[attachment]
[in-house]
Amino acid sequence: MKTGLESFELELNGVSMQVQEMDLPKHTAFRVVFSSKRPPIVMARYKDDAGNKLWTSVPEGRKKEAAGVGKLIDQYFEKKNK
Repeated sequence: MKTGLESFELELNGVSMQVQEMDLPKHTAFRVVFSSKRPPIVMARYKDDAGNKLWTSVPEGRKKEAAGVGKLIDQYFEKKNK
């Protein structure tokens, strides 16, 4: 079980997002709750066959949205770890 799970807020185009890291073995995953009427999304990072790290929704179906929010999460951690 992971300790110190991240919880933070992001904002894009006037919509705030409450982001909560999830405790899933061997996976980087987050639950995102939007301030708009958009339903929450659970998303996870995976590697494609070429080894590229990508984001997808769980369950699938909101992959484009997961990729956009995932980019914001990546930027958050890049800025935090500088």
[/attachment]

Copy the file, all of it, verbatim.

[in-house]
Amino acid sequence: MKTGLESFELELNGVSMQVQEMDLPKHTAFRVVFSSKRPPIVMARYKDDAGNKLWTSVPEGRKKEAAGVGKLIDQYFEKKNK
Repeated sequence: MKTGLESFELELNGVSMQVQEMDLPKHTAFRVVFSSKRPPIVMARYKDDAGNKLWTSVPEGRKKEAAGVGKLIDQYFEKKNK
């Protein structure tokens, strides 16, 4: 079980997002709750066959949205770890 799970807020185009890291073995995953009427999304990072790290929704179906929010999460951690 992971300790110190991240919880933070992001904002894009006037919509705030409450982001909560999830405790899933061997996976980087987050639950995102939007301030708009958009339903929450659970998303996870995976590697494609070429080894590229990508984001997808769980369950699938909101992959484009997961990729956009995932980019914001990546930027958050890049800025935090500088």